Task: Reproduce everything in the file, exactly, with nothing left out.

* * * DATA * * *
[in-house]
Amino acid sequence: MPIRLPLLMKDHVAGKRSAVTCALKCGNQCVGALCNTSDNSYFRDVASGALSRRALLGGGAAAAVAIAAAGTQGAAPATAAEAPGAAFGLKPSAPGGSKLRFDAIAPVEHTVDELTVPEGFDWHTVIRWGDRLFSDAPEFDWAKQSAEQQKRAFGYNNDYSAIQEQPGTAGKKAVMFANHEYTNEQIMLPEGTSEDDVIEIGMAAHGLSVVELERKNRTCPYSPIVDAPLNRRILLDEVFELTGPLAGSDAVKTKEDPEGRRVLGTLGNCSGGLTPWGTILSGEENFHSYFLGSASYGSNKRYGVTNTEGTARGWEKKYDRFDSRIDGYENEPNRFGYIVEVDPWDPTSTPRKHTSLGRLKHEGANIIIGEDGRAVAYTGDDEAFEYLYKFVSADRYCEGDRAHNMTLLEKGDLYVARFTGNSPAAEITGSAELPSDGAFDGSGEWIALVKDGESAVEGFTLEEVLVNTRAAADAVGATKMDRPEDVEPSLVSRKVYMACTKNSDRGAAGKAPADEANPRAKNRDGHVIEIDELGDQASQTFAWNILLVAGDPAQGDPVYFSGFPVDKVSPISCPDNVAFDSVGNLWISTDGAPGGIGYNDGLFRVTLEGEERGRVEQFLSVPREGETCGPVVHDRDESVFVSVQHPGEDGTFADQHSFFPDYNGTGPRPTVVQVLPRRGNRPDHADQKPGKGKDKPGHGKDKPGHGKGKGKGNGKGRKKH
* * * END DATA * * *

[in-house]
Amino acid sequence: MPIRLPLLMKDHVAGKRSAVTCALKCGNQCVGALCNTSDNSYFRDVASGALSRRALLGGGAAAAVAIAAAGTQGAAPATAAEAPGAAFGLKPSAPGGSKLRFDAIAPVEHTVDELTVPEGFDWHTVIRWGDRLFSDAPEFDWAKQSAEQQKRAFGYNNDYSAIQEQPGTAGKKAVMFANHEYTNEQIMLPEGTSEDDVIEIGMAAHGLSVVELERKNRTCPYSPIVDAPLNRRILLDEVFELTGPLAGSDAVKTKEDPEGRRVLGTLGNCSGGLTPWGTILSGEENFHSYFLGSASYGSNKRYGVTNTEGTARGWEKKYDRFDSRIDGYENEPNRFGYIVEVDPWDPTSTPRKHTSLGRLKHEGANIIIGEDGRAVAYTGDDEAFEYLYKFVSADRYCEGDRAHNMTLLEKGDLYVARFTGNSPAAEITGSAELPSDGAFDGSGEWIALVKDGESAVEGFTLEEVLVNTRAAADAVGATKMDRPEDVEPSLVSRKVYMACTKNSDRGAAGKAPADEANPRAKNRDGHVIEIDELGDQASQTFAWNILLVAGDPAQGDPVYFSGFPVDKVSPISCPDNVAFDSVGNLWISTDGAPGGIGYNDGLFRVTLEGEERGRVEQFLSVPREGETCGPVVHDRDESVFVSVQHPGEDGTFADQHSFFPDYNGTGPRPTVVQVLPRRGNRPDHADQKPGKGKDKPGHGKDKPGHGKGKGKGNGKGRKKH